Capturing & Collecting

I haveJournal_20130210_IdeaNotebook always been a fan of journaling, from my early childhood diaries (with all the things that ARE in the family attic, I sure wish I could find those!!!) to later becoming a devotee of Julia Cameron’s morning pages. Some years my journals consisted mostly of hastily scribbled grocery and other to-do lists, with little time for art or creative thinking. In other years I filled notebook after personal notebook; at other times I focused on writing articles for professional journals, writing solely at the keyboard and rarely using my favorite pen.

In more recent years, I’ve added David Allen’s Getting Things Done methodology to the mix and found that a good excuse to add more, and different, notebooks to my life. Collage techniques and acrylic paints and mediums help to create artful covers to go with the various notebooks: one for “mindsweeps,” daily journals with perforated pages to “collect and capture,” . . . and of course the sketchbooks and art journals we keep to capture all those creative ideas that we must act on asap, or that must age for a time before their time comes. Here is another cover from my recent designs . . . yes, I seem to enjoy red and black these days!



Preserving History . . . Connecting the Dots

Today was one of those beautiful post-blizzard days in New England . . . just warm enough for a short walk with the Studio Pup, which meant lots of time leftover for making art.  Inspiration came quickly by seeing the connections between a box of vintage postcards recently unearthed in the family attic, waking this morning from vivid dreams of abstract acrylic paintings (a sure sign I haven’t been spending enough time in the studio!), and Jane Davies’ recent blog post on the threatened closure of her rural post office. Those who have ever lived in a small town know that the local post office is the heart and soul of a village, so Jane’s plight touched the hearts of artists around the world. Jane is a well-known mixed-media artist and teacher with a generous and whimsical spirit, so the overwhelming response so far is not surprising and certainly well-deserved!



I raided my new-found box of vintage postcards and used gesso, acrylics, thread and fabric to create new masterpieces over the originals.  Antique dealers might question my logic — the entire stash dates to 1906-1907, and many have already been postmarked — though the postmarks are clear, most of the original one-cent stamps have since fallen to the bottom of the box.  One of the cards I’ll likely be sending to Jane was originally printed in Cuba, but others are from far-flung states and small villages like Rupert, Vermont.

I sometimes wonder why I keep some of the things I do . . . but I always know that someday it will become obvious!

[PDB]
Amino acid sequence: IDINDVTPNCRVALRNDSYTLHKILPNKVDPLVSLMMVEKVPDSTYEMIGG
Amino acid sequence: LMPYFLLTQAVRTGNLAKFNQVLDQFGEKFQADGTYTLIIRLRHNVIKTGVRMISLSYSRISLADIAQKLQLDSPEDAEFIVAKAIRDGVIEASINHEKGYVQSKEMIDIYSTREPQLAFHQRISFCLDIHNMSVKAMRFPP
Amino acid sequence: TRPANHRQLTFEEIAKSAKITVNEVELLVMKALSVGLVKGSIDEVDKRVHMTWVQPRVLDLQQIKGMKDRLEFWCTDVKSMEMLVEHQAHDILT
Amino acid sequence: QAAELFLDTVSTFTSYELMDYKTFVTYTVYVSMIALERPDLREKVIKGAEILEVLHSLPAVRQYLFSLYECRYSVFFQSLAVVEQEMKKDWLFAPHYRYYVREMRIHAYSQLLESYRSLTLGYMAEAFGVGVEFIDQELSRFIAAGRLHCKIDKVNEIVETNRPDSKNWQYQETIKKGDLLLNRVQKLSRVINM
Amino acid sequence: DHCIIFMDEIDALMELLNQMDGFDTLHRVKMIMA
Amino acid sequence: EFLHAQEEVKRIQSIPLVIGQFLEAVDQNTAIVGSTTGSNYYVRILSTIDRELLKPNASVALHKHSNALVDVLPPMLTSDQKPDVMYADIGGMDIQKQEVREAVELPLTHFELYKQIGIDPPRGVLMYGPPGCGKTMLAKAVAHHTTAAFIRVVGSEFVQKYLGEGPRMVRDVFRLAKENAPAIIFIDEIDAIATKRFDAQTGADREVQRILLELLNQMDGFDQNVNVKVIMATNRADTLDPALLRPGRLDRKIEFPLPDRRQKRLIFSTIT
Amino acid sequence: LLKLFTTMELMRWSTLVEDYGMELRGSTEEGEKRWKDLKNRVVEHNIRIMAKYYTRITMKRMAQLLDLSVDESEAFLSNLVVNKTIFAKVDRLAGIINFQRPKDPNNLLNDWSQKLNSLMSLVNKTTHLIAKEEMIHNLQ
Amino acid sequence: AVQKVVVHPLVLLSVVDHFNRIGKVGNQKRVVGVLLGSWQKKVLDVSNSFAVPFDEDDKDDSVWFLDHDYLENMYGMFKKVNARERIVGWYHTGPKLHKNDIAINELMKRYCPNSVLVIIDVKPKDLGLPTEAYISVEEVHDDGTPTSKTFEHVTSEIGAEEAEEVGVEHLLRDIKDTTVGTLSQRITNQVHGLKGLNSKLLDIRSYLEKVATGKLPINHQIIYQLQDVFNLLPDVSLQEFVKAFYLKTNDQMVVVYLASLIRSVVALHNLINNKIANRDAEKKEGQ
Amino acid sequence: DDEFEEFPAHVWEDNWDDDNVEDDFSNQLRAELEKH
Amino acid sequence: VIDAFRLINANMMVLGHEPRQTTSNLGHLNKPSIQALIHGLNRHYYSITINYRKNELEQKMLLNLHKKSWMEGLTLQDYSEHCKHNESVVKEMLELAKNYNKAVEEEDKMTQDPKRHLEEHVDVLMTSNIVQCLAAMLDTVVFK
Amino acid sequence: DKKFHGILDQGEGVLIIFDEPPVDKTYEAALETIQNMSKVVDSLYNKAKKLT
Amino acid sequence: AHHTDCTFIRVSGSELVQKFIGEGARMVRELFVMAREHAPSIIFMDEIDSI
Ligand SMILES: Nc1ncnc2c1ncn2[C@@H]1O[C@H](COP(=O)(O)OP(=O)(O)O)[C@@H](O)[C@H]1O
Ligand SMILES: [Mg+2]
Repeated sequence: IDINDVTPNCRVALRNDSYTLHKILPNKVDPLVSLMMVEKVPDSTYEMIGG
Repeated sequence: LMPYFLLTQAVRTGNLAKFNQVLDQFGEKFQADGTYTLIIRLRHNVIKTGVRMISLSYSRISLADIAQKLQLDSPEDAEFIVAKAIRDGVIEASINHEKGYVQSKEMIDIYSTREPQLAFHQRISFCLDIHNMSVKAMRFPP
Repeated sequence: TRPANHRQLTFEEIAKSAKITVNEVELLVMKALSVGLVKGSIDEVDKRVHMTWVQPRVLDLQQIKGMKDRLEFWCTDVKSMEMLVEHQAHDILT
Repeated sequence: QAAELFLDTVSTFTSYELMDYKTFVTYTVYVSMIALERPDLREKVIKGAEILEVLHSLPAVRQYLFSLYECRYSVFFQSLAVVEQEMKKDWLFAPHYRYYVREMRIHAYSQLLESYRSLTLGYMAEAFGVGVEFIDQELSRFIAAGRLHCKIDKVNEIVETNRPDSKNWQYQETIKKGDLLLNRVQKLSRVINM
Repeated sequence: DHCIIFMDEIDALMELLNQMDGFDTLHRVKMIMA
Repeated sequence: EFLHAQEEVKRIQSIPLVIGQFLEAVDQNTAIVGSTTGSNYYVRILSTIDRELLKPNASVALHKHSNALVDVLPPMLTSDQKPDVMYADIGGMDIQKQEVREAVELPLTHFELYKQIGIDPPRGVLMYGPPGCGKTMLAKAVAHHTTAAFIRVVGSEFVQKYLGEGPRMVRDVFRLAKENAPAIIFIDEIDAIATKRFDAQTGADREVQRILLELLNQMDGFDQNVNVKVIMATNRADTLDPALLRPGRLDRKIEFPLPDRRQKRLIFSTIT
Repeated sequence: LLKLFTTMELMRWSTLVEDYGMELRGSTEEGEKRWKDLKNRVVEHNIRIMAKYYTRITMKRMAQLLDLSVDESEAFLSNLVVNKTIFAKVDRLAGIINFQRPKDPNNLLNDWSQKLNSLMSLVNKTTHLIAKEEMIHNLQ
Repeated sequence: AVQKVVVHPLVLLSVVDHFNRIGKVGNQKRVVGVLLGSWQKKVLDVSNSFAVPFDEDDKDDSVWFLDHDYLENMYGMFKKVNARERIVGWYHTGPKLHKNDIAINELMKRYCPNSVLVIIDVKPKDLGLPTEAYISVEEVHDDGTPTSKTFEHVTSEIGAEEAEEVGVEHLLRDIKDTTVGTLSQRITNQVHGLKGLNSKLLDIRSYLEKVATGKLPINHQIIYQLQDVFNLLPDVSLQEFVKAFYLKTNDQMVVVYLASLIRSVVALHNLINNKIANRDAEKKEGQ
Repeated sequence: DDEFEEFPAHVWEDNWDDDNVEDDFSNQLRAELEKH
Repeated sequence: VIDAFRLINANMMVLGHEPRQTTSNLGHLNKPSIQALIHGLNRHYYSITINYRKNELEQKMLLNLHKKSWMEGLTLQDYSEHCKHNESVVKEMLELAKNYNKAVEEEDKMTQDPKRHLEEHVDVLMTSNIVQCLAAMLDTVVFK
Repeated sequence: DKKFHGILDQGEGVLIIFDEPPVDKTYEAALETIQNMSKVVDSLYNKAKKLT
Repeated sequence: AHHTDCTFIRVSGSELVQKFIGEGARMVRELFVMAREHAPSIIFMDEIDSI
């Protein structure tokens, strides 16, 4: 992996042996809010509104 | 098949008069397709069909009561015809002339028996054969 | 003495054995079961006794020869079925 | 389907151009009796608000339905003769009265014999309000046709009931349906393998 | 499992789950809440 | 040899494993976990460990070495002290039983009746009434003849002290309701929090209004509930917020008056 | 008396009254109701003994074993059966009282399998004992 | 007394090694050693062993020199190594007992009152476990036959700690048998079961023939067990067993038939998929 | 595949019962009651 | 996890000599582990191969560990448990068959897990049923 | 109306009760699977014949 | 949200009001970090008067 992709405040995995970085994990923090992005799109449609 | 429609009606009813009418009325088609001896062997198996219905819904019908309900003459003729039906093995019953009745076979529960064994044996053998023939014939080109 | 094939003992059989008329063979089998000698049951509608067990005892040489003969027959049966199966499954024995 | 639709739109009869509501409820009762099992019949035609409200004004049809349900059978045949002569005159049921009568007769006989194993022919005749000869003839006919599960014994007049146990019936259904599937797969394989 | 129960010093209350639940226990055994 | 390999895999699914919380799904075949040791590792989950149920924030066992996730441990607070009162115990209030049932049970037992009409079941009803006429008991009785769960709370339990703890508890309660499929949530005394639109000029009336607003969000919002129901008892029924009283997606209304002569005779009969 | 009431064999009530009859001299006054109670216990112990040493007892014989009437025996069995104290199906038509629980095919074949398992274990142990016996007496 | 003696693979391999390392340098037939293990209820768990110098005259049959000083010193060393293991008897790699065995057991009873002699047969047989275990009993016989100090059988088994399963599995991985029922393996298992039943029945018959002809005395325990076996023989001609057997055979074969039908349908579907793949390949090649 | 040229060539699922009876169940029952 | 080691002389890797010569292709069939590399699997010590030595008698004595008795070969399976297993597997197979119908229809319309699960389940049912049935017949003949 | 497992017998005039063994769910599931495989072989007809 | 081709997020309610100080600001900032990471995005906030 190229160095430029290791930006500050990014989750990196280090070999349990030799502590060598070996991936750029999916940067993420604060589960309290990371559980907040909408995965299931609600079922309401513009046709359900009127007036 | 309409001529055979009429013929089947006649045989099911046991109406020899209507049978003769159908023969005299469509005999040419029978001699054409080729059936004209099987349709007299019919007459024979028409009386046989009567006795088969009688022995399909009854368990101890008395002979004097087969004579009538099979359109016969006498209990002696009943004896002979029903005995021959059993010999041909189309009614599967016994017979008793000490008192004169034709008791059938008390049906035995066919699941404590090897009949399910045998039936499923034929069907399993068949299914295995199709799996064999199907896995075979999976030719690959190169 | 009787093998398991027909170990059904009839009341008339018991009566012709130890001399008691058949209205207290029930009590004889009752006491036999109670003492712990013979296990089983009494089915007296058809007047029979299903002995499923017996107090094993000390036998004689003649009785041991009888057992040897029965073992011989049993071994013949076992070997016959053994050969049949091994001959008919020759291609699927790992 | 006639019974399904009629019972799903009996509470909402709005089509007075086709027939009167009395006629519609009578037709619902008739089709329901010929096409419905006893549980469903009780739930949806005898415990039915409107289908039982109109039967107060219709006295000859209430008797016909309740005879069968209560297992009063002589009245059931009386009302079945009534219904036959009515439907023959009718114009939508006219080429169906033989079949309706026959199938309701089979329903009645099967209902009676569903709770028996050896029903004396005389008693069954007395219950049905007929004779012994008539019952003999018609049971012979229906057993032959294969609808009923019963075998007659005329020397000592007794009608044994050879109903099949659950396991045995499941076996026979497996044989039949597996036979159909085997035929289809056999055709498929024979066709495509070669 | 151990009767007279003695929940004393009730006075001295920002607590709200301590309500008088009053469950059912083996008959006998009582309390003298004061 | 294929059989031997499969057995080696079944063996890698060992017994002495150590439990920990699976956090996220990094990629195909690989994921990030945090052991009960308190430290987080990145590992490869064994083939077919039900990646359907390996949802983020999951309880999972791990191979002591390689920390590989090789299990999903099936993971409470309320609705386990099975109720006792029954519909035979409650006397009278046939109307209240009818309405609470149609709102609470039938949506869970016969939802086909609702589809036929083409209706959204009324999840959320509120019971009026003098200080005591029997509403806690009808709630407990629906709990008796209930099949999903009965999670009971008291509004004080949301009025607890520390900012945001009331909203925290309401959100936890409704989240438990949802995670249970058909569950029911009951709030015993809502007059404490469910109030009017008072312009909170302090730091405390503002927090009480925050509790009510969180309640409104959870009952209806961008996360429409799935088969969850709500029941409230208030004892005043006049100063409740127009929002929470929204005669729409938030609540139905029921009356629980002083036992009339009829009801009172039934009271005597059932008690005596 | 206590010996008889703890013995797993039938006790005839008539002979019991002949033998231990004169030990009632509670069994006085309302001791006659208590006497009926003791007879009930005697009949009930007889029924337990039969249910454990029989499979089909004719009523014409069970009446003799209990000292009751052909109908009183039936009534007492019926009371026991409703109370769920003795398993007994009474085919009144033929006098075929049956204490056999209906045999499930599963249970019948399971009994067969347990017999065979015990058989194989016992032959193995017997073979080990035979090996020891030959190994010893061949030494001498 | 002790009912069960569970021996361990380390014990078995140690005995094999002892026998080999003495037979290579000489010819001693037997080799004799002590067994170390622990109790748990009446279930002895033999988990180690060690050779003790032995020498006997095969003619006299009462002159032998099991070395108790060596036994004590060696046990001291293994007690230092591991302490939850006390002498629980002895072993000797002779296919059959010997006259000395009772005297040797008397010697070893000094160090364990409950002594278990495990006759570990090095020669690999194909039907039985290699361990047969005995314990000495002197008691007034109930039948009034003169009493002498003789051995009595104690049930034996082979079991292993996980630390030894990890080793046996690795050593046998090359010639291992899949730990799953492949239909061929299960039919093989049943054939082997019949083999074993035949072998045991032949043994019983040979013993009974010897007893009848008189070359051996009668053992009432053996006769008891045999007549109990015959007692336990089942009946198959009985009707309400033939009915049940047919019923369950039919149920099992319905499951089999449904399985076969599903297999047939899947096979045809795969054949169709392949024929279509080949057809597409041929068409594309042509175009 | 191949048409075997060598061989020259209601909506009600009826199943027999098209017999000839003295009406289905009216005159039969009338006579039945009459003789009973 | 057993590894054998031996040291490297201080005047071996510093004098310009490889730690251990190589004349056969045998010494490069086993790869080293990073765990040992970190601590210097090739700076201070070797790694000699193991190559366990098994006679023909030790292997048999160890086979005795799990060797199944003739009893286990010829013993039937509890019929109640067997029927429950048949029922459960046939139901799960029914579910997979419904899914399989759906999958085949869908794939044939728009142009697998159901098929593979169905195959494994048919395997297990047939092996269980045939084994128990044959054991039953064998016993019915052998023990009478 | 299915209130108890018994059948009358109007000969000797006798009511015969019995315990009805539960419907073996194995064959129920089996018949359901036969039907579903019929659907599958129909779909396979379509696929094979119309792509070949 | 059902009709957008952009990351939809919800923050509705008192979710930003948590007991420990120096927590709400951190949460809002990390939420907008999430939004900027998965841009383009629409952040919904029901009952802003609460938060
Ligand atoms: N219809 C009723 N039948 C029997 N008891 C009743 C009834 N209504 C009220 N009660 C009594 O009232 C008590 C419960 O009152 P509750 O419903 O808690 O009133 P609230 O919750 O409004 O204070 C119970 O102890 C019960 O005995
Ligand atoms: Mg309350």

If you haven’t already, please send Jane an artsy postcard at:

P. O. Box 45, Rupert, VT 05768

Highly Prized

MJRussell_Jan2011_Highly Prized | Flickr – Photo Sharing!.

January is a month for catching up . . . and branching out!  This year I’m experimenting with new media as well as textiles, but of course can’t resist integrating some of my previous artwork in new ways.  I’m a member of The Sketchbook Challenge, where January’s theme was “highly prized.”  Here I’ve collaged a digital image of my puppy (which I’ve also used in the past as a photo emulsion silk-screen) over a background of gesso and acrylic paints and highlighted with wax crayon, art pens, & markers.  As you can tell from the journal text, he was a bit of a wild child!

Do check out the Flickr site for The Sketchbook Challenge to see hundreds of images from other members of the group!

Been on an Art Walkabout lately?

It’s now an old family phrase, coined twenty plus years ago from the movie ‘Crocodile Dundee’ . . . and “walkabouts” have been part of our lifestyle ever since.  Living in Vermont and not Australia, we tend to use our car quite often for what we probably should call “ridearounds” — but I love it when I can get to a city with a great number of art venues within walking distance.   A good place to start is monthly art walks in a city near you, such as the First Friday Art Walk in Burlington, VT.

If you find yourself in Providence RI, look for these great scenes on Wickenden Street.  You’ll love the lemon cake at Seven Stars Bakery and of course, no visit to Providence is complete without a stop at RISD‘s museum and great art supply store!

Isn’t an art walkabout just the perfect combination of “artist dates” and weekly walks?  Share your favorite walkabouts, and we’ll make Julia Cameron proud!

Off the Shelf Inspiration 

I met fiber artist Judith Reilly at a local quilt show this weekend, and was delighted to receive a copy of her Twelve Life Lessons for Creativity.  Judith is a fun and inspiring person, and seeing her list gave me the idea to begin my own collection of quotes and other snippets of inspiration.    For now, I’ll begin with listing a few of my favorite books here . . . but rest assured that I’ve also begun a notebook for specific quotes that I’ll post once they’re worthy of being called a “collection.”

Julia Cameron:

  • The Sound of Paper
  • The Artist’s Way
  • Finding Water

Mihaly Csikszentmihalyi:  

  • Flow

Twyla Tharp:

  •  The Creative Habit

Eric Maisel:

  • Coaching the Artist Within
  • Creativity for Life

Stephen Nachmanovitch:

  • Free Play

Shaun McNiff

  • Trust the Process

David Bayles & Ted Orland

  • ART & Fear